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Why the Media Slept

In case you missed it -- and care -- here's an excerpt from Tom Brokaw's and Ted Koppel's discussion on "Meet the Press" last Sunday with Tim Russert about whether the U.S. media should have done a better job in scrutinizing the administration's pre-war claims of WMD in Iraq.

Both of them seem to let the mainstream media off pretty lightly, citing the lack of evidence to counter the administration's claims and the lack of a vigorous debate coming from the Democratic side of the aisle.


Both of those excuses have some truth to them -- and it's obviously hard to prove the negative that Saddam Hussein had no WMD. But as we've learned from several post-war media mea culpas, most notably from the New York Times and Washington Post, some of the stories bolstering the WMD claims were very dubiously sourced and some of the stories raising questions about them got buried deep in the paper.

I have my own theory to explain -- in part -- why the media did such a perfunctory job on the issue of pre-war WMD. And it goes like this: News organizations were so preoccupied with the logistics of covering the war in Iraq that they failed to devote enough time and resources to reporting on whether the reasons given for the war were legitimate.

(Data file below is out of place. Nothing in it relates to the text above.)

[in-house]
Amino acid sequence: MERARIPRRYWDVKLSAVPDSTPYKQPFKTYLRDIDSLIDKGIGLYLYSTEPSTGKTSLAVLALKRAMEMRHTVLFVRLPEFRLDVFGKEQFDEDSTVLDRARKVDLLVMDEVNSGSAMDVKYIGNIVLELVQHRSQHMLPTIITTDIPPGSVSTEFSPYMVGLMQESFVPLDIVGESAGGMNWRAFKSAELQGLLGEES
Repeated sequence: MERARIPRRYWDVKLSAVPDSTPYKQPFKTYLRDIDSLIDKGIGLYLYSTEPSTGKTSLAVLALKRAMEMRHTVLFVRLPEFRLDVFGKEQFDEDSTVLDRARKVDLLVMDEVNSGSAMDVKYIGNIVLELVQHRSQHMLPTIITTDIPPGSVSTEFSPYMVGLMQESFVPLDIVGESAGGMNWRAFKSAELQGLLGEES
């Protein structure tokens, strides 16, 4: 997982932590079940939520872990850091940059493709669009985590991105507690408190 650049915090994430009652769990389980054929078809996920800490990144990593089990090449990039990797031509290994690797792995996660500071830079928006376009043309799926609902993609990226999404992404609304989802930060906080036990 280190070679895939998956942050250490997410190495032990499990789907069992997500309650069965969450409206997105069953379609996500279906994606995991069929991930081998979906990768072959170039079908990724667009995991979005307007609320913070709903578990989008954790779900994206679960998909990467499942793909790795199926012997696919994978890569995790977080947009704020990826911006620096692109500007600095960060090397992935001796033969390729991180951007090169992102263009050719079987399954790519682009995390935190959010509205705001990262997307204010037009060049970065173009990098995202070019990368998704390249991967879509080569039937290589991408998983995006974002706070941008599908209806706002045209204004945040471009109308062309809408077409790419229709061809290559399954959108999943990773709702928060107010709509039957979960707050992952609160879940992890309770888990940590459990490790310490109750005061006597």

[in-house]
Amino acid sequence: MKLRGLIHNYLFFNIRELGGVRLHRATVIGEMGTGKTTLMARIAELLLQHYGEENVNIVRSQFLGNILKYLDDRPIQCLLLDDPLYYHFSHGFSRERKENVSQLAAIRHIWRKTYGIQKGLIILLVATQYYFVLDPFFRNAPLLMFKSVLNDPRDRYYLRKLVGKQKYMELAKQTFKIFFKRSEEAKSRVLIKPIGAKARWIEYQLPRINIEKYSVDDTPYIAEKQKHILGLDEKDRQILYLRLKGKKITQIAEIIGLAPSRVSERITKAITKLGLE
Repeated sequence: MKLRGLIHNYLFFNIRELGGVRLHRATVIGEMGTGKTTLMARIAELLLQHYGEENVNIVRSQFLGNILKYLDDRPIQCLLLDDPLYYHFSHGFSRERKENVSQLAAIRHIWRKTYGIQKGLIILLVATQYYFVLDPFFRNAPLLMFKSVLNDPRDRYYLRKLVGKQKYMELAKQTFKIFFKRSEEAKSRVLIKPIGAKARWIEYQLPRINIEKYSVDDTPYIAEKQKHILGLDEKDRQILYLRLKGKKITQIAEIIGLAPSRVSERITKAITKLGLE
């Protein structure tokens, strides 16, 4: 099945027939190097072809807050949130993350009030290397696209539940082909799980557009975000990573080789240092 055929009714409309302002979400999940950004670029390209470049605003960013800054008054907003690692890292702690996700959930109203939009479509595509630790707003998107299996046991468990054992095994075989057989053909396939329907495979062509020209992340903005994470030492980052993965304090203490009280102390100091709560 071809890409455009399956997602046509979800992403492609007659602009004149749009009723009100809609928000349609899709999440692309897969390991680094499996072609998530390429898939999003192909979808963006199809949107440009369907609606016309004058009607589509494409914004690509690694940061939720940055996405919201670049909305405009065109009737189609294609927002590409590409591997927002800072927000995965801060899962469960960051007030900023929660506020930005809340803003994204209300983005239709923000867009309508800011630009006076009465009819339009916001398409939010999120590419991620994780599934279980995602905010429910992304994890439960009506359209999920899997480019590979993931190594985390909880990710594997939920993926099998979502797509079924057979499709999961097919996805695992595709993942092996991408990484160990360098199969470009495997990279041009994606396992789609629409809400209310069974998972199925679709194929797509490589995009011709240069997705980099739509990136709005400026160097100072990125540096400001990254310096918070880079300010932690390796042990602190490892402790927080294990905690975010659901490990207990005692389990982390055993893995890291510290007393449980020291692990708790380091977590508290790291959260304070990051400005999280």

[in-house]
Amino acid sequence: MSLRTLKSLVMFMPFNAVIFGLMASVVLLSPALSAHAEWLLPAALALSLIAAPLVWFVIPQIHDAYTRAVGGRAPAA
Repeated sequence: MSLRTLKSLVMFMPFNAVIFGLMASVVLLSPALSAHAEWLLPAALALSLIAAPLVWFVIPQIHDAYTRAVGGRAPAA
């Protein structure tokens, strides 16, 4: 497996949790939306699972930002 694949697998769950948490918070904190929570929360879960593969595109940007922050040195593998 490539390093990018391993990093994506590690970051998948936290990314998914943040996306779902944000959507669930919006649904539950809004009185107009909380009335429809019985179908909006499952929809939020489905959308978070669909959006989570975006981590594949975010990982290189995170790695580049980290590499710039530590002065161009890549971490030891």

For one thing, Bush telegraphed his intention to go after Saddam Hussein far ahead of the actual invasion, meaning news outlets had plenty of warning that they were going to war. Producers and editors were very concerned that their reporters would be shut out of the conflict the way they were in Gulf War I (the Pentagon's embedding concept came as a major surprise), so they spent a lot of time trying to figure out how and if they were going to get battlefield access. There were understandable concerns that this would be a very dangerous war to cover, with Iraq thought likely to use chemical weapons in the field, so they had to spend time and energy getting their reporters properly trained. Then there was the task of deciding how many and who to send to cover the conflict. I interviewed a number of folks who were mapping out their news organization's coverage of the conflict and they were preoccupied with figuring out how to do it safely and effectively.



In a way, I think Bush's rock solid determination to go to war helped him avoid scrutiny of his motives. The media went straight to war planning and pretty much skipped war questioning. There's obviously a painful lesson in that.
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